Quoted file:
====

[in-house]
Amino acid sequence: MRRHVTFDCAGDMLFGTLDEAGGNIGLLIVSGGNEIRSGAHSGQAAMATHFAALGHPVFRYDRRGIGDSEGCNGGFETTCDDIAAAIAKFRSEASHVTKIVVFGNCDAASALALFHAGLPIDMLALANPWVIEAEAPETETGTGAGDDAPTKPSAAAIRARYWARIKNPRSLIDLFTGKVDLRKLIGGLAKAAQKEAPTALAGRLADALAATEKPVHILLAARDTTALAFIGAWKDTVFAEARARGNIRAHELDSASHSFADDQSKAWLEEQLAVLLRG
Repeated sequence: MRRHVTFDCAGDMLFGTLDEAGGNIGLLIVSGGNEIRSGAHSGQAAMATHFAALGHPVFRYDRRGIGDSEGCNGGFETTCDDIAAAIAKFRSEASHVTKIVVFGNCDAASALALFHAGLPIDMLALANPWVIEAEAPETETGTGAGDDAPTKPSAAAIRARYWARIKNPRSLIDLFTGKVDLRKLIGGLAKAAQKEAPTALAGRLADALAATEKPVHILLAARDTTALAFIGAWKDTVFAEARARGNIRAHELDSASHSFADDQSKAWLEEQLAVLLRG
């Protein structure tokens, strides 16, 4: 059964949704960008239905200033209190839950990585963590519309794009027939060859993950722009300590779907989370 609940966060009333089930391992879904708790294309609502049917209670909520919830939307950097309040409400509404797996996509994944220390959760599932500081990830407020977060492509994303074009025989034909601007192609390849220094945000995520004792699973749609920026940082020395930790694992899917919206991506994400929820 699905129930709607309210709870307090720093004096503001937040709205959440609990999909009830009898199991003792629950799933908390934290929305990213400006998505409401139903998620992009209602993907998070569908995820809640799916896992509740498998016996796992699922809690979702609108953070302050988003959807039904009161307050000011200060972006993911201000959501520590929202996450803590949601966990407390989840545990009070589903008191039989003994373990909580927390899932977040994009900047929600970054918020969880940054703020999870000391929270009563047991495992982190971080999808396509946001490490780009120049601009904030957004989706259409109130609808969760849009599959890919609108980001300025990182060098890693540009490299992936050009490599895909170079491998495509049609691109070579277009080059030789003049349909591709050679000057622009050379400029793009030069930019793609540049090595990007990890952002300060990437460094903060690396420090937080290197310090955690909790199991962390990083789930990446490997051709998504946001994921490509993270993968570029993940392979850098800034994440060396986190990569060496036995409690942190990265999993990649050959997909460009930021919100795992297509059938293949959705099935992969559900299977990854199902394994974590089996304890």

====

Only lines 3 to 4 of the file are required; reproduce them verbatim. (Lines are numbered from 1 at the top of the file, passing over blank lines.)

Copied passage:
Repeated sequence: MRRHVTFDCAGDMLFGTLDEAGGNIGLLIVSGGNEIRSGAHSGQAAMATHFAALGHPVFRYDRRGIGDSEGCNGGFETTCDDIAAAIAKFRSEASHVTKIVVFGNCDAASALALFHAGLPIDMLALANPWVIEAEAPETETGTGAGDDAPTKPSAAAIRARYWARIKNPRSLIDLFTGKVDLRKLIGGLAKAAQKEAPTALAGRLADALAATEKPVHILLAARDTTALAFIGAWKDTVFAEARARGNIRAHELDSASHSFADDQSKAWLEEQLAVLLRG
């Protein structure tokens, strides 16, 4: 059964949704960008239905200033209190839950990585963590519309794009027939060859993950722009300590779907989370 609940966060009333089930391992879904708790294309609502049917209670909520919830939307950097309040409400509404797996996509994944220390959760599932500081990830407020977060492509994303074009025989034909601007192609390849220094945000995520004792699973749609920026940082020395930790694992899917919206991506994400929820 699905129930709607309210709870307090720093004096503001937040709205959440609990999909009830009898199991003792629950799933908390934290929305990213400006998505409401139903998620992009209602993907998070569908995820809640799916896992509740498998016996796992699922809690979702609108953070302050988003959807039904009161307050000011200060972006993911201000959501520590929202996450803590949601966990407390989840545990009070589903008191039989003994373990909580927390899932977040994009900047929600970054918020969880940054703020999870000391929270009563047991495992982190971080999808396509946001490490780009120049601009904030957004989706259409109130609808969760849009599959890919609108980001300025990182060098890693540009490299992936050009490599895909170079491998495509049609691109070579277009080059030789003049349909591709050679000057622009050379400029793009030069930019793609540049090595990007990890952002300060990437460094903060690396420090937080290197310090955690909790199991962390990083789930990446490997051709998504946001994921490509993270993968570029993940392979850098800034994440060396986190990569060496036995409690942190990265999993990649050959997909460009930021919100795992297509059938293949959705099935992969559900299977990854199902394994974590089996304890």